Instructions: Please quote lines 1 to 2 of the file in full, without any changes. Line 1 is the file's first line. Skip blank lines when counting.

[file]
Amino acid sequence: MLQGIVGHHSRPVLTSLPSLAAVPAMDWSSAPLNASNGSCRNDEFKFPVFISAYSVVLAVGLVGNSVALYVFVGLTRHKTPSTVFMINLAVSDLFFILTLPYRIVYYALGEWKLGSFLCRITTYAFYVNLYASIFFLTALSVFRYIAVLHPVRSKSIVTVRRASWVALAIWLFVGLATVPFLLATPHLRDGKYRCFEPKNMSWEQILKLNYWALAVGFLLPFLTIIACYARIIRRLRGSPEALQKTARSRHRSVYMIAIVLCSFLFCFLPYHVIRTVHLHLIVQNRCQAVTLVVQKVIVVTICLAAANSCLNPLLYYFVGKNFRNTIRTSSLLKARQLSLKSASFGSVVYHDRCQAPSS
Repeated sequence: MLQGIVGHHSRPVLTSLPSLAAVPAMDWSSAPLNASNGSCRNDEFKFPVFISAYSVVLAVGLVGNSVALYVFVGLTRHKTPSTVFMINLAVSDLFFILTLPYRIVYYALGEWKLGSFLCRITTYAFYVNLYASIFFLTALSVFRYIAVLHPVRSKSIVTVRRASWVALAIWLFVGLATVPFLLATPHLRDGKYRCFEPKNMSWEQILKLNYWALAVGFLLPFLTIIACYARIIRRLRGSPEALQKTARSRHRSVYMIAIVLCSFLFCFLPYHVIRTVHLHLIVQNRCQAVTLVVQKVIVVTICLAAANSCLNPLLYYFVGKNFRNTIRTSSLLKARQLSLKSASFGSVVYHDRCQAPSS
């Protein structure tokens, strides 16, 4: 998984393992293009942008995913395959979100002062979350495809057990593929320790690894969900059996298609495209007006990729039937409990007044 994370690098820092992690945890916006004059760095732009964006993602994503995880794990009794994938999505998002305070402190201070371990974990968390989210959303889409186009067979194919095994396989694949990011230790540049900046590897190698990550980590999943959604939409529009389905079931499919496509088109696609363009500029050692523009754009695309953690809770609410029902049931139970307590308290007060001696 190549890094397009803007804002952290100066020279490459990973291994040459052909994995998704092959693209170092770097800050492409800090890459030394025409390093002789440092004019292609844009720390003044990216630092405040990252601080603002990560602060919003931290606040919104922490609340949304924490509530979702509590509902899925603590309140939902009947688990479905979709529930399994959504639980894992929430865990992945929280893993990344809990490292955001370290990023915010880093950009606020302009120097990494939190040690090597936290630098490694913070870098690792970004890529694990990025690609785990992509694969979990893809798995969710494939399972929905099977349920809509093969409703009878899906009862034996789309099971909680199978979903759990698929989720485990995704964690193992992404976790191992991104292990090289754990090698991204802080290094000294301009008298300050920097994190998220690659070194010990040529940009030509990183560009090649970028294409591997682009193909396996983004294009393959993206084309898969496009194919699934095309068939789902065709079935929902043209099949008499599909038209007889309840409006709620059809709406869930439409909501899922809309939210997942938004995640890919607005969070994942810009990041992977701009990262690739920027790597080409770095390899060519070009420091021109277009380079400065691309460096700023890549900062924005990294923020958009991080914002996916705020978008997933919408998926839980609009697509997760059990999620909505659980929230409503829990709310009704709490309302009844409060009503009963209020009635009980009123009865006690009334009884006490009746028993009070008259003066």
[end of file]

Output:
Amino acid sequence: MLQGIVGHHSRPVLTSLPSLAAVPAMDWSSAPLNASNGSCRNDEFKFPVFISAYSVVLAVGLVGNSVALYVFVGLTRHKTPSTVFMINLAVSDLFFILTLPYRIVYYALGEWKLGSFLCRITTYAFYVNLYASIFFLTALSVFRYIAVLHPVRSKSIVTVRRASWVALAIWLFVGLATVPFLLATPHLRDGKYRCFEPKNMSWEQILKLNYWALAVGFLLPFLTIIACYARIIRRLRGSPEALQKTARSRHRSVYMIAIVLCSFLFCFLPYHVIRTVHLHLIVQNRCQAVTLVVQKVIVVTICLAAANSCLNPLLYYFVGKNFRNTIRTSSLLKARQLSLKSASFGSVVYHDRCQAPSS
Repeated sequence: MLQGIVGHHSRPVLTSLPSLAAVPAMDWSSAPLNASNGSCRNDEFKFPVFISAYSVVLAVGLVGNSVALYVFVGLTRHKTPSTVFMINLAVSDLFFILTLPYRIVYYALGEWKLGSFLCRITTYAFYVNLYASIFFLTALSVFRYIAVLHPVRSKSIVTVRRASWVALAIWLFVGLATVPFLLATPHLRDGKYRCFEPKNMSWEQILKLNYWALAVGFLLPFLTIIACYARIIRRLRGSPEALQKTARSRHRSVYMIAIVLCSFLFCFLPYHVIRTVHLHLIVQNRCQAVTLVVQKVIVVTICLAAANSCLNPLLYYFVGKNFRNTIRTSSLLKARQLSLKSASFGSVVYHDRCQAPSS